Before you know what kindness really is
you must lose things,
feel the future dissolve in a moment
like salt in a weakened broth.
What you held in your hand,
what you counted and carefully saved,
all this must go so you know
how desolate the landscape can be
between the regions of kindness.
How you ride and ride
thinking the bus will never stop,
the passengers eating maize and chicken
will stare out the window forever.
Before you learn the tender gravity of kindness,
you must travel where the Indian in a white poncho
lies dead by the side of the road.
You must see how this could be you,
how he too was someone
who journeyed through the night with plans
and the simple breath that kept him alive.
Before you know kindness as the deepest thing inside,
you must know sorrow as the other deepest thing.
You must wake up with sorrow.
You must speak to it till your voice
catches the thread of all sorrows
and you see the size of the cloth.
Then it is only kindness that makes sense anymore,
only kindness that ties your shoes
and sends you out into the day to mail letters and purchase bread,
only kindness that raises its head
from the crowd of the world to say
It is I you have been looking for,
and then goes with you everywhere
like a shadow or a friend.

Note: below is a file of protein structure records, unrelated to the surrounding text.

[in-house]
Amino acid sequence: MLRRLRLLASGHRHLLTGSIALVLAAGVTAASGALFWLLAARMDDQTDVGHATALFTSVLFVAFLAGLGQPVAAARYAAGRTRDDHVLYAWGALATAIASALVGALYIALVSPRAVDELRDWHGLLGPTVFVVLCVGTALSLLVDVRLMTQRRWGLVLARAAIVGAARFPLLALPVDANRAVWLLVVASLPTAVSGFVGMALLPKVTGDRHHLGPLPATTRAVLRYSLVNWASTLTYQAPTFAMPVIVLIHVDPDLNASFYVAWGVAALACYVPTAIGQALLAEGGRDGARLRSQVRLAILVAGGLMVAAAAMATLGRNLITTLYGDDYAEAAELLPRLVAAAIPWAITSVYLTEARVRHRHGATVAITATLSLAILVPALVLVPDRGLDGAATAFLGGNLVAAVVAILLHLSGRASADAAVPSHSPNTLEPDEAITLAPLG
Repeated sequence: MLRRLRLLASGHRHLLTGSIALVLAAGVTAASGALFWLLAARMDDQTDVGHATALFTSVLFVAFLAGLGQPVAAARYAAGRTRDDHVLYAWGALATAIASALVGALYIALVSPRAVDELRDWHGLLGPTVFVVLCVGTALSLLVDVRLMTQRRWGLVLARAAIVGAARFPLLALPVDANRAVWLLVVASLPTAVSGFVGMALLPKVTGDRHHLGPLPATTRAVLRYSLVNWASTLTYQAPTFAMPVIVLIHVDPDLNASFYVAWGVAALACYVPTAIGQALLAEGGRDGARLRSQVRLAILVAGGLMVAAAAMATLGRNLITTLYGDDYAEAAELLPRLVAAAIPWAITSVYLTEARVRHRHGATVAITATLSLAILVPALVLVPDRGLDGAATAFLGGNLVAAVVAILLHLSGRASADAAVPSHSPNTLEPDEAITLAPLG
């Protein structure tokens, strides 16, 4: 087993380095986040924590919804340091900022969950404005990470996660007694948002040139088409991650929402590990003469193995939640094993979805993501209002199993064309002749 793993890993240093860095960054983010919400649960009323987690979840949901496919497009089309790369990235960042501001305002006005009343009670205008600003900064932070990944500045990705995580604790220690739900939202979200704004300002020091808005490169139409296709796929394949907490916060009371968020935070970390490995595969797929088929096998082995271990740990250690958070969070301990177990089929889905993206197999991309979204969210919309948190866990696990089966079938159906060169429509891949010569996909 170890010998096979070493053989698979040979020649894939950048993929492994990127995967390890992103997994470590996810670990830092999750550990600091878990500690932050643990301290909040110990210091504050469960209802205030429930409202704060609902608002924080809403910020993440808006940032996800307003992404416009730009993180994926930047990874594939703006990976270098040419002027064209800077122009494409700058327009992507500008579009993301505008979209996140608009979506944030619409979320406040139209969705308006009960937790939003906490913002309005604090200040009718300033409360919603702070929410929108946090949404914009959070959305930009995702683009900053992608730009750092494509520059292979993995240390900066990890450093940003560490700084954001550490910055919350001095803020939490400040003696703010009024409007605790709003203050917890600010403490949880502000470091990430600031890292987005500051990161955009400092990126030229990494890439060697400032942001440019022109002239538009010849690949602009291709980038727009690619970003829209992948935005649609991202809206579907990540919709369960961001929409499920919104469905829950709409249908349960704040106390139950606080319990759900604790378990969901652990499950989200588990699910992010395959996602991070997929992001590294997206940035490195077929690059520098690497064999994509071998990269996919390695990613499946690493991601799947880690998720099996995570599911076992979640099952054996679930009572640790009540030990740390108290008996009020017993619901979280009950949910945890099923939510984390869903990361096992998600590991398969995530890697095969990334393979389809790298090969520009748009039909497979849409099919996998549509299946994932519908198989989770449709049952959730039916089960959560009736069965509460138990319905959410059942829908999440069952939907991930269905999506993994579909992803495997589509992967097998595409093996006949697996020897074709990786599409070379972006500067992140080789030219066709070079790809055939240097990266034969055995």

—Naomi Shihab Nye
There’s been a lot of negativity in my life lately: poor health of self and loved ones, poor attitude, anxiety-ridden work-life, imbalanced work/life, rancid and rancorous politics, bad news, lack of self-care. I’m trying very hard to find a good perspective and learn to maintain it. Honestly, I’m struggling. Work has become like a prison, where once it was freeing creatively. My body has become like a madman, one that can turn on me with no provocation and leave me reeling for days in pain. My mind has become a swirling chaos, not knowing where to look for the next handhold, the next limb. Nothing feels safe. Nowhere feels safe. I surround myself on the couch with books, in the hammock with books. I have no bed of my own anymore, or I would build a book fort there as well. I’m too distracted and distraught to read them, but I hope they are the right ones, and that I will be able to open them when the time is right.
I have a friend who practices “radical love” (or is it “radical kindness”). I’m not sure that’s my jam. Love requires touching, and mostly, I’d rather be left alone. I think.
I feel familiar with sorrow, but I am cognizant that I can’t even imagine.
This poem has the ring of a religious sentiment to me: a sort of judge not, lest ye be judged motif. I’ve always felt as if this was meant more as a warning for humans who feel they are “above” the world and its concerns, the grasping hands of disease, death, and depression that drag many of us down. It could happen to you. You may know sorrow someday. Until then, be merciful. Be merciful until you can understand kindness.